Some companies are able to produce quality videos using employees as their actors, camera crew, and editors. However, if your in-house team has limited experience with video production, you may need to set aside part of your budget for hiring a professional videographer, editor, and/or spokesperson. The more experience these contract workers have, the more you can expect to pay.

Equipment

As previously mentioned, it is possible to make a DIY online video with a smartphone camera and basic editing software. However, for a more polished product, you may need to purchase (or rent) high-end cameras, multiple lenses, and sound and lighting equipment. Depending on the shots you have planned, you may also need specialty video production equipment such as a tripod, dolly or jib crane. Each of these items will add to the cost of the final product.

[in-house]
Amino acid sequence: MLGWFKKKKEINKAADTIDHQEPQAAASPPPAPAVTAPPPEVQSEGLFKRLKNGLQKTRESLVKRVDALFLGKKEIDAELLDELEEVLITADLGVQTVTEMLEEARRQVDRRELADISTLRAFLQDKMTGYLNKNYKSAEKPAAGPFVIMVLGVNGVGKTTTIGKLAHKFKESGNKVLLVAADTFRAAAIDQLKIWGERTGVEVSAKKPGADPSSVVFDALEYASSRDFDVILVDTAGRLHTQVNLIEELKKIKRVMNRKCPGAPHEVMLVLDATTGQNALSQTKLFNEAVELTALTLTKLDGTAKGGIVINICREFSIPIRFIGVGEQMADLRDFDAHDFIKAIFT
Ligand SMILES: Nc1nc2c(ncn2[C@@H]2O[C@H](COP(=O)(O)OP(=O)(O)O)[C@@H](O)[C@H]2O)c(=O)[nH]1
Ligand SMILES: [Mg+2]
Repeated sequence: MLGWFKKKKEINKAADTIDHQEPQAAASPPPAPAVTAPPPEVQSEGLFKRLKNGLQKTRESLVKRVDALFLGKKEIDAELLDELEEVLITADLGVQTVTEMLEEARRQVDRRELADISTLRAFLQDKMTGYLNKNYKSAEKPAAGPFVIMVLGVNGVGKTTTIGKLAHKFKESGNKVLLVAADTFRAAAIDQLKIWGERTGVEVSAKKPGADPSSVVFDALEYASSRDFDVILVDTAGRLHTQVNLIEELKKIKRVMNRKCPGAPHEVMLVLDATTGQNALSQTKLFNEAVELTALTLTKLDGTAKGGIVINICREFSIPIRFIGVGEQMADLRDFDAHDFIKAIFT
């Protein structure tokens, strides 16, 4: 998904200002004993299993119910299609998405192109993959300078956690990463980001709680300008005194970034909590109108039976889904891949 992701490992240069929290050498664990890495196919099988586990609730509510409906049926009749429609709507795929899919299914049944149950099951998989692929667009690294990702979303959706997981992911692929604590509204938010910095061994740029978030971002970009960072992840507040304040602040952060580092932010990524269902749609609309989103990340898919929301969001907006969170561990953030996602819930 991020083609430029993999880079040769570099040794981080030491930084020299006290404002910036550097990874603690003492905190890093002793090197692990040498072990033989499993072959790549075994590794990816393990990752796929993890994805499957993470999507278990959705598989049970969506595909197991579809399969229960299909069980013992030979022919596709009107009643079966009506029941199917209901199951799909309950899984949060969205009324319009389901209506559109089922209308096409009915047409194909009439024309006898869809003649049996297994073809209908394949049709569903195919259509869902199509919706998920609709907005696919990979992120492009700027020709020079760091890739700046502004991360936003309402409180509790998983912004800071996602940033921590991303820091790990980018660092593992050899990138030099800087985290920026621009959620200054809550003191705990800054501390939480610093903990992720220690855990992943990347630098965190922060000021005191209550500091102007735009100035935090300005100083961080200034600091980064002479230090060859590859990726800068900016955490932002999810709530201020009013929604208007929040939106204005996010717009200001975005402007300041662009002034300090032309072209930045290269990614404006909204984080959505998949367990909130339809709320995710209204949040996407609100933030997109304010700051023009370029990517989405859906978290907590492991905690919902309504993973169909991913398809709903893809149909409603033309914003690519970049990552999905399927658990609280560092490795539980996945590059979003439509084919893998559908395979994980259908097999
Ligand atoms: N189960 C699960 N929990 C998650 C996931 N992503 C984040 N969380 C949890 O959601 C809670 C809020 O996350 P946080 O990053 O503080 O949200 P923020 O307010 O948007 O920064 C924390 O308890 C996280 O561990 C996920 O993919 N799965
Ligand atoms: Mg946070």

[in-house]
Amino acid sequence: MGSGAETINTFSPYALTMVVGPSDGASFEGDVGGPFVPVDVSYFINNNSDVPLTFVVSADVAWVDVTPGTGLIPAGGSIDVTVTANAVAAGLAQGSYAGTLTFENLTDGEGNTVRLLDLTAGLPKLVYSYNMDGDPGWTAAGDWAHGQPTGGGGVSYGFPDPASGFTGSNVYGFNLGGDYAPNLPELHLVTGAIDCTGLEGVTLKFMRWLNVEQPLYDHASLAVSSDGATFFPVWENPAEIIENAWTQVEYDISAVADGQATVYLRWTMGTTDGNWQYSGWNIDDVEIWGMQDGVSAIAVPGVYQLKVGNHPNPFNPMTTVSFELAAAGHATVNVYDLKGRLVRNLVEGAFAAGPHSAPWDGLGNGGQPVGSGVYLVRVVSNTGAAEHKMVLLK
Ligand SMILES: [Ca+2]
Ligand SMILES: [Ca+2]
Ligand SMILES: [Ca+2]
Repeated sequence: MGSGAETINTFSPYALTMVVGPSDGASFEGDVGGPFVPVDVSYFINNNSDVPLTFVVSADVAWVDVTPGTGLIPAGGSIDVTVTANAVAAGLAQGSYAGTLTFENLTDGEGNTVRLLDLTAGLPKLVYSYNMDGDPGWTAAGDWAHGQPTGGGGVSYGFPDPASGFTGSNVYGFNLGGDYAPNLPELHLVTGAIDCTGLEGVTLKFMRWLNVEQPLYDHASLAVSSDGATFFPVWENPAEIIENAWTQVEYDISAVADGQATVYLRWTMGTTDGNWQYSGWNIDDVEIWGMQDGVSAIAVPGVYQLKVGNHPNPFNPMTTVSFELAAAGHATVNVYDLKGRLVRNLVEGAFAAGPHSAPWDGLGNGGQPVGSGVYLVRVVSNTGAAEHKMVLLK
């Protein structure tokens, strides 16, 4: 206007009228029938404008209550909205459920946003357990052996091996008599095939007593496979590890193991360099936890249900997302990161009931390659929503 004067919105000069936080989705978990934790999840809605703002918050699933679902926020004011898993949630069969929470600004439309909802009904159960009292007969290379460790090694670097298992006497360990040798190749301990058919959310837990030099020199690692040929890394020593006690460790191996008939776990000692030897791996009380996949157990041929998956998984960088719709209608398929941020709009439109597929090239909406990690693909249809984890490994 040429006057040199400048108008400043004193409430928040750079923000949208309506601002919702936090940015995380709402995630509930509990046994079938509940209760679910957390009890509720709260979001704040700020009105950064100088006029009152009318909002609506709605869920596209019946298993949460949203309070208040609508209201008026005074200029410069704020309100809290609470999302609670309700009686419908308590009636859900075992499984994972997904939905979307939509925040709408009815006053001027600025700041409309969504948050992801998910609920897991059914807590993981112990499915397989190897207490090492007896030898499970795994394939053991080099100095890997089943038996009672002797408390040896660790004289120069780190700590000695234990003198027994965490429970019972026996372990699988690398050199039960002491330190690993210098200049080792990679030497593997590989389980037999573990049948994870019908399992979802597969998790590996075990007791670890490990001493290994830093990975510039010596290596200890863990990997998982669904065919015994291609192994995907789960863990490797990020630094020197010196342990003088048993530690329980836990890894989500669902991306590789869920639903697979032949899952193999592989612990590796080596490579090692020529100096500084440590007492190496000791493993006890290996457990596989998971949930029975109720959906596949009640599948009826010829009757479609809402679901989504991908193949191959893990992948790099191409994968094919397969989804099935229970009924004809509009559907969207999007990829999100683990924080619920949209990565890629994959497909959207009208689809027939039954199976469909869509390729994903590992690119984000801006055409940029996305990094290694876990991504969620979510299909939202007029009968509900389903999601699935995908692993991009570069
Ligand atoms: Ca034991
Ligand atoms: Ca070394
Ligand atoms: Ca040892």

Investing in Video: Know What You Want to Achieve

Video Streaming

Before deciding exactly how much you want to spend on video marketing, it’s important to determine exactly what you’re trying to achieve. For example, are you trying to increase your brand visibility with top-of-the-sales-funnel advertising? Are you trying to show consumers who are at the decision-making stage how to use your product? Are you trying to establish yourself as an authority in your industry? Make sure the goal of your campaign remains top-of-mind with everyone working on the project so that your online videos have a significant impact.


Still unsure how much your company should invest in video marketing, or any other form of online marketing? Talk to our team at Leverage– we’ll be happy to help you come up with a strategy for success.

 

How Long Does It Take Google to Index a New Site?